UN-backed forum in Australia studies climate forecasting and sustainable farming

Sea level rise caused by climate change will displace millions across the world

18 May 2009 – More than 80 scientists, farmers, and agriculture experts from around the globe gathered at a United Nations-backed conference in Queensland, Australia, today to work on long-term sustainability of agriculture through improvements in worldwide distribution of weather and climate projections.

The two-day conference in Toowoomba, Queensland, will “identify the needs for improving current communication of weather and climate information,” according to one of the major sponsors, the UN World Meteorological Organization (WMO). Other sponsors include the University of Southern Queensland and the South Australian Research and Development Institute. Most of the participants came from Asia and the Pacific.

According to the WMO, “more effective approaches to communicate and deliver climate and weather information, including seasonal forecasts and climate change projections, require cross-disciplinary approaches that bring together research and development institutions, relevant disciplines and farmers.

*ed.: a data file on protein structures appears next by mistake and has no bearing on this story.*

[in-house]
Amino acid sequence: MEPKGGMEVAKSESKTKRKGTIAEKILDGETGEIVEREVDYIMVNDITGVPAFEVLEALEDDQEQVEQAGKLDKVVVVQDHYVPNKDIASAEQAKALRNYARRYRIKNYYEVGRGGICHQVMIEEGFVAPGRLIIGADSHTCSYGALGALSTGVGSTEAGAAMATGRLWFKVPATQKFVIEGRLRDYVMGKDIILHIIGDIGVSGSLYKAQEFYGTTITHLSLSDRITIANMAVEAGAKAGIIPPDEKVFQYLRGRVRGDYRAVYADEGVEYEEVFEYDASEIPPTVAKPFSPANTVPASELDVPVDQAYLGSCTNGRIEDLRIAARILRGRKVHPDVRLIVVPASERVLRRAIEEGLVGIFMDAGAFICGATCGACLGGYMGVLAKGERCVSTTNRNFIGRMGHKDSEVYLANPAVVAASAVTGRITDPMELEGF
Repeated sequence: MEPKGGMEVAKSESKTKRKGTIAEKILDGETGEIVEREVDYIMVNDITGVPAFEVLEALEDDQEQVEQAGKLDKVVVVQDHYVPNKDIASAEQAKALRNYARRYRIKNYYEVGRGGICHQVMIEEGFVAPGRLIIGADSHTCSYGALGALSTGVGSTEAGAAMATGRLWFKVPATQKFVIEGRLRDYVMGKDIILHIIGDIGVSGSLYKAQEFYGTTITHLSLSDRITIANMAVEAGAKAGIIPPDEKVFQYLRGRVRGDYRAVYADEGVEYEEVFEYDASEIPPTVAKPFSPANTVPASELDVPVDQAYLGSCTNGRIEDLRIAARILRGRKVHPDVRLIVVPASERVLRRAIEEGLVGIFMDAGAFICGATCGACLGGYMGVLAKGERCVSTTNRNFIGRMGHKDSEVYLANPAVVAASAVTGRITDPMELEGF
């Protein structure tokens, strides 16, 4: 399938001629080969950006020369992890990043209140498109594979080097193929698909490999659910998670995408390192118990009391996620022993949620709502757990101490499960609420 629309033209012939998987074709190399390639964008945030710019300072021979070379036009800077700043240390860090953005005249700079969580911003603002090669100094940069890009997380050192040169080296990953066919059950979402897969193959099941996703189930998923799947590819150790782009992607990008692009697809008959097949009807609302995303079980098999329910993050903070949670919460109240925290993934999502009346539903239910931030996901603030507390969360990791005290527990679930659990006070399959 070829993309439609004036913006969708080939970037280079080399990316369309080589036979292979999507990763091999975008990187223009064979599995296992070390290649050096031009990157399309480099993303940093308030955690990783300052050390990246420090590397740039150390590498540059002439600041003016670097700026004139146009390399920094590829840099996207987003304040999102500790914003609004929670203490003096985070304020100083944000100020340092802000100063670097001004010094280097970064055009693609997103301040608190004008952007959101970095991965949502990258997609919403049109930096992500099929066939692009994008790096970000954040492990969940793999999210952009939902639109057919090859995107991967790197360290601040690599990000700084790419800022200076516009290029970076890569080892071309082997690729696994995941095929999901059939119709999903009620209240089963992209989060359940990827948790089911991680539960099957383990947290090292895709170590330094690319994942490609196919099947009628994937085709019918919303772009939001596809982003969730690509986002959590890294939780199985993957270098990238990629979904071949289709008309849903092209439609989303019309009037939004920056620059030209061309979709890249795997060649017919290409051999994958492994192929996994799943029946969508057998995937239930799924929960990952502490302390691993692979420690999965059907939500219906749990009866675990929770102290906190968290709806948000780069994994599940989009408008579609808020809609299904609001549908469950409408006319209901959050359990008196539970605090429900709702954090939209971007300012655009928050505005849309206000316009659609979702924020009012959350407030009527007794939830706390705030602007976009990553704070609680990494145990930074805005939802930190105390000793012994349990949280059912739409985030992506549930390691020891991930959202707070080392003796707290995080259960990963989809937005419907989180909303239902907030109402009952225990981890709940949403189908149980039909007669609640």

“Considerable work needs to be done globally on improving content, communication methods and associated delivery of core messages,” it stated in a news release.

The agency said the meeting in Australia “will address the gaps and limitations of agrometeorological analyses” and review applications of weather and climate products for agriculture, such as crop calendars and combined climate-agricultural forecast systems.

A similar climate change adaptation workshop was held in Burkina Faso’s capital of Ouagadougou last month, specifically aimed at developing approaches to alleviate the impact of global warming for farmers in the region.

Some 70 experts, brought together with the help of Spain by the WMO, the Food and Agriculture Organization (FAO) and the UN Environment Programme (UNEP), recommended measures for the agriculture, livestock, forestry and fisheries sectors in West Africa to help them adjust to a changing environment.


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